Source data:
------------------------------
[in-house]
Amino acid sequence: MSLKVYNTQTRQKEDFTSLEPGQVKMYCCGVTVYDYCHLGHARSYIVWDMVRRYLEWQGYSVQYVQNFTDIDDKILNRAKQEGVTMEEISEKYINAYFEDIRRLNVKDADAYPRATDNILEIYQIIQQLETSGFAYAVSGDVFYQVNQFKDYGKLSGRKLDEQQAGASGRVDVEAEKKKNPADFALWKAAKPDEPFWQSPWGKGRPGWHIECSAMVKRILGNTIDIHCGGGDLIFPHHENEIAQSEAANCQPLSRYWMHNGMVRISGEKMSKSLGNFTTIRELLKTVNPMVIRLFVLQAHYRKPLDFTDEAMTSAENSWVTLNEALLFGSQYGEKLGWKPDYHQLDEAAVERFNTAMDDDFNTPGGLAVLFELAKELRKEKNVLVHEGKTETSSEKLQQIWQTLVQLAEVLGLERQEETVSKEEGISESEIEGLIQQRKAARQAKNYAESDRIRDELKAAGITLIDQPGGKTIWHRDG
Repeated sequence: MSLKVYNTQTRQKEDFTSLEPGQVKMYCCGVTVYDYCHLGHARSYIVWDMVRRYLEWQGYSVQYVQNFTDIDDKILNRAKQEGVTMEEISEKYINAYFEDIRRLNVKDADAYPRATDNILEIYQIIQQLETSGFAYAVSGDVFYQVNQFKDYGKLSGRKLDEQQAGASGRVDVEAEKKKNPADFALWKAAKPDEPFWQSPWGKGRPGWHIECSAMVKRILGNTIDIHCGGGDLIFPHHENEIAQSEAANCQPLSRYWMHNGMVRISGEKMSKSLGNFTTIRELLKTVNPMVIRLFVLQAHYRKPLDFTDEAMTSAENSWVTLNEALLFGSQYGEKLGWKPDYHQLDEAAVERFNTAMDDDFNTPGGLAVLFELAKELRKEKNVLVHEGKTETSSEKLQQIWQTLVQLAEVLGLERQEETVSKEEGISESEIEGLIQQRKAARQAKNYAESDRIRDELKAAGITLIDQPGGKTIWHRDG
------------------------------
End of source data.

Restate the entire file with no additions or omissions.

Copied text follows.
[in-house]
Amino acid sequence: MSLKVYNTQTRQKEDFTSLEPGQVKMYCCGVTVYDYCHLGHARSYIVWDMVRRYLEWQGYSVQYVQNFTDIDDKILNRAKQEGVTMEEISEKYINAYFEDIRRLNVKDADAYPRATDNILEIYQIIQQLETSGFAYAVSGDVFYQVNQFKDYGKLSGRKLDEQQAGASGRVDVEAEKKKNPADFALWKAAKPDEPFWQSPWGKGRPGWHIECSAMVKRILGNTIDIHCGGGDLIFPHHENEIAQSEAANCQPLSRYWMHNGMVRISGEKMSKSLGNFTTIRELLKTVNPMVIRLFVLQAHYRKPLDFTDEAMTSAENSWVTLNEALLFGSQYGEKLGWKPDYHQLDEAAVERFNTAMDDDFNTPGGLAVLFELAKELRKEKNVLVHEGKTETSSEKLQQIWQTLVQLAEVLGLERQEETVSKEEGISESEIEGLIQQRKAARQAKNYAESDRIRDELKAAGITLIDQPGGKTIWHRDG
Repeated sequence: MSLKVYNTQTRQKEDFTSLEPGQVKMYCCGVTVYDYCHLGHARSYIVWDMVRRYLEWQGYSVQYVQNFTDIDDKILNRAKQEGVTMEEISEKYINAYFEDIRRLNVKDADAYPRATDNILEIYQIIQQLETSGFAYAVSGDVFYQVNQFKDYGKLSGRKLDEQQAGASGRVDVEAEKKKNPADFALWKAAKPDEPFWQSPWGKGRPGWHIECSAMVKRILGNTIDIHCGGGDLIFPHHENEIAQSEAANCQPLSRYWMHNGMVRISGEKMSKSLGNFTTIRELLKTVNPMVIRLFVLQAHYRKPLDFTDEAMTSAENSWVTLNEALLFGSQYGEKLGWKPDYHQLDEAAVERFNTAMDDDFNTPGGLAVLFELAKELRKEKNVLVHEGKTETSSEKLQQIWQTLVQLAEVLGLERQEETVSKEEGISESEIEGLIQQRKAARQAKNYAESDRIRDELKAAGITLIDQPGGKTIWHRDG